Monday, April 11, 2016

#chemjobs letters

Also in this week's C&EN, letters about #chemjobs: 
I am responding to Nelson Marans’s letter “Skimming the Classifieds” in the Feb. 22 issue (page 2). Maran wonders why the listed academic positions post requirements that the applicant would “have to walk on water” to qualify for. I have been under the conception that (and please tell me if I am misinformed) the applicant has already been picked for this position and that they are fulfilling requirements to advertise the position before a selection is made. Therefore, another applicant would be exceedingly difficult to find. 
I also have my own question about the job openings. Industrial position listings have almost disappeared. Why? 
Gary J. Banuk
Hanson, Mass 
I would like to add a counterpoint to Nelson Marans’s advice to recent Ph.D.s to seek a job in industry or government rather than in academia. I worked in industry before moving to academia, and there are signal advantages to the latter: the freedom to work on whatever science excites you, the opportunity to inspire young people to pursue chemistry, the soothing rhythm and flexibility of the fall-spring-summer academic schedule with its regular breaks and changes of pace, not having to worry about “fifty and fired” (as an industrial colleague of mine put it), the satisfaction of teaching chemistry well to brand-new science majors, and the gratification of seeing former students thrive and succeed in their careers. 
In the words of the Miller of the Dee, “I would not change my station for any other in life.”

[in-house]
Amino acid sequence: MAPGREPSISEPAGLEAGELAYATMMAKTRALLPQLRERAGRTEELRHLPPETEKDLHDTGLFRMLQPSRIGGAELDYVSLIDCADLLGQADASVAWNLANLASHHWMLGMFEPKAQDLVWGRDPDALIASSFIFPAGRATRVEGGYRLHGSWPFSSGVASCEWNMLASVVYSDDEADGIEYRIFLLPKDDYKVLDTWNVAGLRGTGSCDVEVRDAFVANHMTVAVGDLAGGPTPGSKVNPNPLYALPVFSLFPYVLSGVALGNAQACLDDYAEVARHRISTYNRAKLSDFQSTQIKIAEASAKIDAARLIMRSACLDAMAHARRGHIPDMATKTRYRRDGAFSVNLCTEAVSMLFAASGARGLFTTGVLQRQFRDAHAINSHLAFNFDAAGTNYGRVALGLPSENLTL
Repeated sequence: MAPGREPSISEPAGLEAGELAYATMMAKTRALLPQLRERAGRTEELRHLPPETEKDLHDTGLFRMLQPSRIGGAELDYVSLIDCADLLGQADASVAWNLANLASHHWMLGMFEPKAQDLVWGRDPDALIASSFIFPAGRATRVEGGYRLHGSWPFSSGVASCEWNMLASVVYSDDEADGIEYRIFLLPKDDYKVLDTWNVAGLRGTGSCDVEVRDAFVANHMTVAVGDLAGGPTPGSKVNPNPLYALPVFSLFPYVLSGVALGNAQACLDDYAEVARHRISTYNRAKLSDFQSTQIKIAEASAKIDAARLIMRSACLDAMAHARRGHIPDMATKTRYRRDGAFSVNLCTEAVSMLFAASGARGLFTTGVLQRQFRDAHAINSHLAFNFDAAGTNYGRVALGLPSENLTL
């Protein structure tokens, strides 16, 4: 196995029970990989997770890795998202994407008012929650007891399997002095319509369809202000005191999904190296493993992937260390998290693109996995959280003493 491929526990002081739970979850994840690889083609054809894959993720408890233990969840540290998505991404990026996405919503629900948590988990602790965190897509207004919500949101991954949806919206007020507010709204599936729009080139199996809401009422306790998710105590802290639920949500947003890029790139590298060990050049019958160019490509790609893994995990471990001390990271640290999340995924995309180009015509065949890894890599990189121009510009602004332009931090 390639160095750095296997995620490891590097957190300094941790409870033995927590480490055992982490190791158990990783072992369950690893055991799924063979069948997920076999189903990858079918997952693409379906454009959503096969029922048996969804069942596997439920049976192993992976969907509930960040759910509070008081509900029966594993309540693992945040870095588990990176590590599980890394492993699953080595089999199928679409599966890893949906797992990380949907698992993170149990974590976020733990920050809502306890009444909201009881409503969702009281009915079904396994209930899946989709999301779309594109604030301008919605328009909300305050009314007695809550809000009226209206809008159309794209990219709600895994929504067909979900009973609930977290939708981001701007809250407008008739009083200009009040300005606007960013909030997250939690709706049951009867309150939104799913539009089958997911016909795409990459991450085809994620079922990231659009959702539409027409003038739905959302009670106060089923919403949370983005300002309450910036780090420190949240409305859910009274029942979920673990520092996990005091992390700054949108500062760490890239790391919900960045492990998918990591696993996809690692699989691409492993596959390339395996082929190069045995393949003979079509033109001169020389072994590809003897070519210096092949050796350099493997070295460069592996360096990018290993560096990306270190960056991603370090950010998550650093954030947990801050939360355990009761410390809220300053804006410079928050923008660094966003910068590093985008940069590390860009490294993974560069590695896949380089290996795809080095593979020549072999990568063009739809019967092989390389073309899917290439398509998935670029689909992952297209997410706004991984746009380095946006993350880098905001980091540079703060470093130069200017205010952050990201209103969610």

Tim Royappa
Pensacola, Fla
"Fifty and fired" makes me more nervous every day.  

3 comments:

  1. In academia, if you are tenured faculty at an R1 school making a six-figure, 100% salary (meaning you you get full salary no matter how many $$$ you bring in) its a great job.

    Below that, it wont be so good, and school administrations are finding new ways to make it tougher.

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  2. I'm hoping for fifty and fired. It's why I paid off my student loan debts, save my money, drive an old car and live in a modest house. Then, I'll adjunct and volunteer while I still have my health and sanity. It's easier to make 6 figures in industry, and if you don't forget that you used to live on 1/5 of that in grad school, you'll be ok. There's a lot of Mercedes in my parking lot at work, so not everybody shares my sentiments. There are a lot of ways to make meaningful contributions to science and society without being a professor or working in industry.

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  3. For an extreme example, see Mr. Moneymustache and his blog.

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